Broadly speaking, there are three kinds of assumptions of risk: primary, express, and implied. A primary assumption of risk means the plaintiff chose to participate in the activity that led to their injury despite knowing and comprehending the inherent risk. Again, this commonly covers situations involving athletes who are injured while playing their sport. But it can also app
ly to any inherently risky recreational activity, such as skydiving or horseback riding.
Express agreements can also constitute an assumption of risk that shields a potential defendant from liability. A common example would be when someone participates in an activity where they are asked to sign a liability waiver first. It is important to note, however, that such waivers are not always legally enforceable. For example, New York law declares express agreements “exempting pools, gymnasiums, places of public amusement or recreation and similar establishments” that charge a fee for entry, a violation of public policy.
Implied assumption of risk means that even when there was no express agreement to assume risk, and the primary assumption of risk does not apply, as the assumption of risk can still be implied by the plaintiff’s conduct. This can be applied to situations, like the case above, where a spectator is injured at a sporting event.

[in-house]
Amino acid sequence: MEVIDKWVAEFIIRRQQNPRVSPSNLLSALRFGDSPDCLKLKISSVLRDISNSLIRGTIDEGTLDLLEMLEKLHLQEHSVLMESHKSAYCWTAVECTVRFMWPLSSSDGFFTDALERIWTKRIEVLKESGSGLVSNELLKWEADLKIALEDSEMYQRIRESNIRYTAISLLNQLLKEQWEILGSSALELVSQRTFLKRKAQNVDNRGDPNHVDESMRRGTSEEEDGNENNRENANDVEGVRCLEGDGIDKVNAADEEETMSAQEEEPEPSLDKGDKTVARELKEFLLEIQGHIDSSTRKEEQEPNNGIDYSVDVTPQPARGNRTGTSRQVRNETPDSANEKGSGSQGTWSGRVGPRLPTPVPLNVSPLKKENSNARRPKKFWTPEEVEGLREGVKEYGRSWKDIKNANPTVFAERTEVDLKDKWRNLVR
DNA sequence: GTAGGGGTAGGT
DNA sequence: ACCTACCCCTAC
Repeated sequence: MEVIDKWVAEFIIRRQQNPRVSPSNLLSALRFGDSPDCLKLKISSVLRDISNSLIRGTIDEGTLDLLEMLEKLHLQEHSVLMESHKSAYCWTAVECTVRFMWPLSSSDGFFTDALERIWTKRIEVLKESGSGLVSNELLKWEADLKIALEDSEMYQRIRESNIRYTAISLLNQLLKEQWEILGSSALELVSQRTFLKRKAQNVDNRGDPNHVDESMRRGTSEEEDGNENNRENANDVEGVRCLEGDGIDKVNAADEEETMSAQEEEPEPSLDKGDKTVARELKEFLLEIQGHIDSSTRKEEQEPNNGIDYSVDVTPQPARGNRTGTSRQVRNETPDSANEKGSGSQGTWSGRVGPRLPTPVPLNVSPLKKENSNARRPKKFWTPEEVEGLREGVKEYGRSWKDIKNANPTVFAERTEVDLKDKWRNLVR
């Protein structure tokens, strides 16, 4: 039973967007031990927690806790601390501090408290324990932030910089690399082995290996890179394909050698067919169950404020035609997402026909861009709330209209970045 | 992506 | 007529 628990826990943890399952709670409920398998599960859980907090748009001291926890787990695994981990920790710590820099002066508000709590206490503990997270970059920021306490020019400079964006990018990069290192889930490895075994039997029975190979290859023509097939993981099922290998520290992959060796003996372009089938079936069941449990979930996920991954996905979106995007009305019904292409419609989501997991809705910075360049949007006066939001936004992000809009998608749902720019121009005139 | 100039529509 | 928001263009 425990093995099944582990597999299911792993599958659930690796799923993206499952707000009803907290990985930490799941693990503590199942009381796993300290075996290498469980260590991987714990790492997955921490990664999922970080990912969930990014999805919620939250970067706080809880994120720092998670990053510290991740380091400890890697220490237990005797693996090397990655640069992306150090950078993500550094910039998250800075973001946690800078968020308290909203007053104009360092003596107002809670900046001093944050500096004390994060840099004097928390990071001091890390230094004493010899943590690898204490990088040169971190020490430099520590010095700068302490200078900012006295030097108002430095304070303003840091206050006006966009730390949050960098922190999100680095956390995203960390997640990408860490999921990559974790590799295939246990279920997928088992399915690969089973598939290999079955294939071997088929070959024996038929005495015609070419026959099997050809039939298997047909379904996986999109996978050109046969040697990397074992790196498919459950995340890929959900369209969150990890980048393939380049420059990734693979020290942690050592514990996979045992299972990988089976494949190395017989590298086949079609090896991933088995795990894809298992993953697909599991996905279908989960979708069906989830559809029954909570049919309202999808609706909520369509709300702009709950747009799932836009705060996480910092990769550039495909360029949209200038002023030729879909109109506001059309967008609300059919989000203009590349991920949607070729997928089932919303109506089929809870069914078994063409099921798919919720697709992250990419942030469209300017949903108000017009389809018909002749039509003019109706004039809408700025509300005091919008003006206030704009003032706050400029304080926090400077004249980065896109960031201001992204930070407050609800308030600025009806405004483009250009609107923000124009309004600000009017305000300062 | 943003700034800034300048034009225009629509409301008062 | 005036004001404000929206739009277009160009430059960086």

In general, the implied assumption of risk tends to fall under New York’s general rules governing comparative fault in personal injury cases. Comparative fault–also known as contributory negligence–means that in any personal injury case, the judge or jury must establish the relative fault of all parties involved in terms of percentages. This includes the plaintiff’s own negligence that may have contributed to their injuries. Any award of damages must then be reduced in proportion to the plaintiff’s comparative fault.
The good news is that New York is a “pure” comparative fault state. Many states bar a plaintiff from recovering any compensation if their fault exceeds a certain threshold, say 50 percent. New York has no limits. In theory, a plaintiff could be 99 percent at-fault and still collect 1 percent of their total damages from a negligent defendant. So even in a case where an implied assumption of risk may be at issue, that will not necessarily serve to defeat a plaintiff’s personal injury claim in its entirety.
Speak With a New York Personal Injury Lawyer Today
Like any affirmative defense, the assumption of risk is one where it is up to the defendant, not the plaintiff, to prove certain things. The defense must show that the plaintiff had the ability to comprehend the risk and that they still chose to voluntarily assume it through express or implied action. And as previously discussed, even where there may have been some assumption of risk, that does not mean the defense automatically walks away from a personal injury case scot-free. If you have been injured on someone else’s property or while participating in an organized activity, it is important to seek out qualified legal advice as soon as possible. To speak with a New York personal injury lawyer today, contact Powers & Santola, LLP, to schedule an initial consultation.